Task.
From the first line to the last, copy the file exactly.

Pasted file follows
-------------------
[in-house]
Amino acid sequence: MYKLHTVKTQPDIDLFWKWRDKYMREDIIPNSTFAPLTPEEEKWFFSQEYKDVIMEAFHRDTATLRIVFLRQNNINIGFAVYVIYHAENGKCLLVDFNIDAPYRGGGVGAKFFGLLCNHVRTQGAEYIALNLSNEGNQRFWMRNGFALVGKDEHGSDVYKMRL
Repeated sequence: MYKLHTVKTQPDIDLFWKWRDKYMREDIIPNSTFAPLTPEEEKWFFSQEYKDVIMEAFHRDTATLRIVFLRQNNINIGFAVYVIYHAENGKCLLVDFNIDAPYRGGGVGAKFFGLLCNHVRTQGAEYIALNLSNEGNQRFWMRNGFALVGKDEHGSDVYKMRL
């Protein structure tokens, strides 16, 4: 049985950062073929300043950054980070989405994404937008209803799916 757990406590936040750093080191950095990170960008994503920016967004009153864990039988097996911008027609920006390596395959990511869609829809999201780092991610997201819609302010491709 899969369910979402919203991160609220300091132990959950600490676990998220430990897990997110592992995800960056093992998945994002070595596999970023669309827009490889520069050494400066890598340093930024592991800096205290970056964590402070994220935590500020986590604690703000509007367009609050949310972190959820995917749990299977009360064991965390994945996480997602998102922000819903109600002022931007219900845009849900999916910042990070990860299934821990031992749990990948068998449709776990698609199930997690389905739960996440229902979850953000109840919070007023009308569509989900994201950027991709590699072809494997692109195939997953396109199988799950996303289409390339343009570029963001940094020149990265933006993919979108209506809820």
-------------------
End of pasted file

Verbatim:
[in-house]
Amino acid sequence: MYKLHTVKTQPDIDLFWKWRDKYMREDIIPNSTFAPLTPEEEKWFFSQEYKDVIMEAFHRDTATLRIVFLRQNNINIGFAVYVIYHAENGKCLLVDFNIDAPYRGGGVGAKFFGLLCNHVRTQGAEYIALNLSNEGNQRFWMRNGFALVGKDEHGSDVYKMRL
Repeated sequence: MYKLHTVKTQPDIDLFWKWRDKYMREDIIPNSTFAPLTPEEEKWFFSQEYKDVIMEAFHRDTATLRIVFLRQNNINIGFAVYVIYHAENGKCLLVDFNIDAPYRGGGVGAKFFGLLCNHVRTQGAEYIALNLSNEGNQRFWMRNGFALVGKDEHGSDVYKMRL
């Protein structure tokens, strides 16, 4: 049985950062073929300043950054980070989405994404937008209803799916 757990406590936040750093080191950095990170960008994503920016967004009153864990039988097996911008027609920006390596395959990511869609829809999201780092991610997201819609302010491709 899969369910979402919203991160609220300091132990959950600490676990998220430990897990997110592992995800960056093992998945994002070595596999970023669309827009490889520069050494400066890598340093930024592991800096205290970056964590402070994220935590500020986590604690703000509007367009609050949310972190959820995917749990299977009360064991965390994945996480997602998102922000819903109600002022931007219900845009849900999916910042990070990860299934821990031992749990990948068998449709776990698609199930997690389905739960996440229902979850953000109840919070007023009308569509989900994201950027991709590699072809494997692109195939997953396109199988799950996303289409390339343009570029963001940094020149990265933006993919979108209506809820």